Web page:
• I guess I just see it as that I didn’t ask to be lucky in all these ways and then I feel bad for the people who weren’t lucky in these ways, but didn’t do anything in particular to put themselves into their situations. I have a friend who excelled at school, but just happened to be passionate about an industry that doesn’t pay nearly as well as mine. That was pure luck. Salary isn’t really always based off of hard work, I guess.

  7. I think guilt for many people is misplaced. Maybe you too? Those who know the pains others go through are able to sympathize with their situation. Not having gone through that hardship yourself means that when you feel their pains, it comes from empathy. Empathy that says “I can imagine what you are going through, but not really.”

    Interestingly, on the other hand, your other guilt comes from NOT spending your money on excess and self-pleasures. A complete opposite of the other. I personally feel your friends should listen to you (focus less on material things) and more on each other.

    Also you are in transition. You’ve lived all your childhood in a lower class and now you are adapting to a higher class. Just keep your head on your shoulders so you will avoid the demise it has caused others, I dare not name examples.

    I agree with becca, giving from yourself will make you feel proud and hopefully lessen your feelings of guilt.

    • I’m working on empathy. That’s something I’m having to work on as I consider a move into management… It’s hard!

      I wouldn’t really say I’m in transition from a lower class and adapting to a higher class. I grew up in a very nice house, went to public school, played plenty of sports, always had new clothes (no hand-me-downs), and my parents gave me a healthy allowance. My parents were also quite generous in paying for college and early inheritances afterwards. I certainly have a high income earlier than my dad did, but my parents do still have money now, just not when I was really little. I’m not confident either that I make more money than my parents do.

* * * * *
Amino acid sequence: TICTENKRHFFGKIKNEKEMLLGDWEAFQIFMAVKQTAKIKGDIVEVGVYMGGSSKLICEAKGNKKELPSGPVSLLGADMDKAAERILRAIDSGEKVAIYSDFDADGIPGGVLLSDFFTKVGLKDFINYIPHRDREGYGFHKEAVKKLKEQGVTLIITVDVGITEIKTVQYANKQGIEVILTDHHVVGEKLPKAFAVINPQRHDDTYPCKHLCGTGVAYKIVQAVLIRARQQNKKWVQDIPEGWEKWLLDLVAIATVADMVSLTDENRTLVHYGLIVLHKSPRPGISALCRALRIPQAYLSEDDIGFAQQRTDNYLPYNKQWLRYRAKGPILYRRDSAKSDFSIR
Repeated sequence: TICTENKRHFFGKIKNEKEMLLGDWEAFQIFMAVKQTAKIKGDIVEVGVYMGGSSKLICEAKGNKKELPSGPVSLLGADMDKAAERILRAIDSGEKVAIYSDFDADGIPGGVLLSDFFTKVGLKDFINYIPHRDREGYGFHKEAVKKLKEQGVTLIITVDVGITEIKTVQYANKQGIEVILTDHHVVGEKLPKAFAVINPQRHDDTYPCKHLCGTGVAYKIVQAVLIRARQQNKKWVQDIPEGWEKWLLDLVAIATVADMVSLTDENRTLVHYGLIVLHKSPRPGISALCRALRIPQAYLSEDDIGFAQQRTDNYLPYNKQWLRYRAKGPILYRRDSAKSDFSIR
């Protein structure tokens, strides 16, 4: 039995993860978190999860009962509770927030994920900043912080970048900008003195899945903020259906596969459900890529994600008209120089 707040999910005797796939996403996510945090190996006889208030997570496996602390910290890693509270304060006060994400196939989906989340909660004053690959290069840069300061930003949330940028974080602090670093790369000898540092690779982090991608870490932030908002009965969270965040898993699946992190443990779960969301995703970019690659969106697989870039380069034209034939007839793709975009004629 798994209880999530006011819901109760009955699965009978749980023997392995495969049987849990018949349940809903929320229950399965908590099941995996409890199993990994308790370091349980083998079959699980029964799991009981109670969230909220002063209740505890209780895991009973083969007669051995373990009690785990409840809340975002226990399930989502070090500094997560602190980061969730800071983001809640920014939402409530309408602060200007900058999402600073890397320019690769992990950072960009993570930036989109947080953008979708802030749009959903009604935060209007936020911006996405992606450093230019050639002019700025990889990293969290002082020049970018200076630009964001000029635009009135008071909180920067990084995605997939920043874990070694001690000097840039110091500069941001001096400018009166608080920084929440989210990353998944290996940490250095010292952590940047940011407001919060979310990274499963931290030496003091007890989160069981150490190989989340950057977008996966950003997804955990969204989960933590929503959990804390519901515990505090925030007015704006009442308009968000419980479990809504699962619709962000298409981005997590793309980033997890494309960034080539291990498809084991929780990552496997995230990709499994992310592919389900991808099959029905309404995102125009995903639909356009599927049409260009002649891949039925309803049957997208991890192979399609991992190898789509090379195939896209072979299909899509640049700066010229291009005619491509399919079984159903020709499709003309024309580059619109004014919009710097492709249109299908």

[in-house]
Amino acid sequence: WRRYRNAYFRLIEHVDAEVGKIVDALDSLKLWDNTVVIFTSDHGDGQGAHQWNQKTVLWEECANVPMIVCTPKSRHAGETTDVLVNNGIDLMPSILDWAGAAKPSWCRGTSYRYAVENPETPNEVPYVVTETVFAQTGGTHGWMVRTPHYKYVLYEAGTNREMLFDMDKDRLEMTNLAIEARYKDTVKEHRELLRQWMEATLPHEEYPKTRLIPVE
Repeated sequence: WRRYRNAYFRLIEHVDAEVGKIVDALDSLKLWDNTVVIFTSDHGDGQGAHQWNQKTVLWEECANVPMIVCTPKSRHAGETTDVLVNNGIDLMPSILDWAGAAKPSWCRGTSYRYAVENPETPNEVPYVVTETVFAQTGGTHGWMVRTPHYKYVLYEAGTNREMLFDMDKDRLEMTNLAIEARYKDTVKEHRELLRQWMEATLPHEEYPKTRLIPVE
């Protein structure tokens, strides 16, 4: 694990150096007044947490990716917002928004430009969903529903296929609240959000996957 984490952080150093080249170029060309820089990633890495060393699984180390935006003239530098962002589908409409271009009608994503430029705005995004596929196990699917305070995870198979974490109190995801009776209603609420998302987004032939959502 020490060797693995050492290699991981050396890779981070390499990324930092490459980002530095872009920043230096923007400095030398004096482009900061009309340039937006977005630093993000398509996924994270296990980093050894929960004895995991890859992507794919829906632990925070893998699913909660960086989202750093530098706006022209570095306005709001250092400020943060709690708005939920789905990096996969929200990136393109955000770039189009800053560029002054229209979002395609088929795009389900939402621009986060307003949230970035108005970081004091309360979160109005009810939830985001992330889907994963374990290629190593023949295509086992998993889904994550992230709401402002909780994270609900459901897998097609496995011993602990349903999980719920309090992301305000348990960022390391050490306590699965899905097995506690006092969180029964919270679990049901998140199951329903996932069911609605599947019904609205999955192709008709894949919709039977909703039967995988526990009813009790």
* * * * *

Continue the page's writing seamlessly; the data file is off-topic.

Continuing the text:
8. If you feel guilty, write a letter to your Senator asking for higher tax rates (since clearly American rates are not high enough to truly improve quality of life for the poor) and write a cheque to charity that helps the downtrodden. Finally, when you’re old and gray, remember that society is, in large proportion, responsible for success (even if you’re a free market advocate, at the least the market endowed your work with a disproportionate purchasing power); if you’re a multi-millionaire, leave your kids enough money that they can do anything, but not enough that they can do *nothing* (as Warren Buffett says).

    • What if I don’t have kids? I do worry about what I would do if my parents were to die anytime soon… I probably wouldn’t have to work for the rest of my life. I’m way too young for that. I’m starting to hope that they give some of their estate to charity.

      My effective federal tax rate last year was around 20% and my gross income was over $100,000. I think that’s a tad ridiculous. (Ridiculously low.) I think the Social Security 2% cut is ridiculous – I’d rather pay that extra 2%. I would probably also be okay with continuing to pay Social Security Taxes even after I hit the income maximum of $110,000. I’m glad I keep paying Medicare no matter how high my income goes because I know that seniors’ healthcare is ridiculously expensive.

      I think that my chosen charities would make sure kids have clothes, food, can play sports, and read and do math, especially women. And maybe a bit for marriage equality and improving mat leave in the States…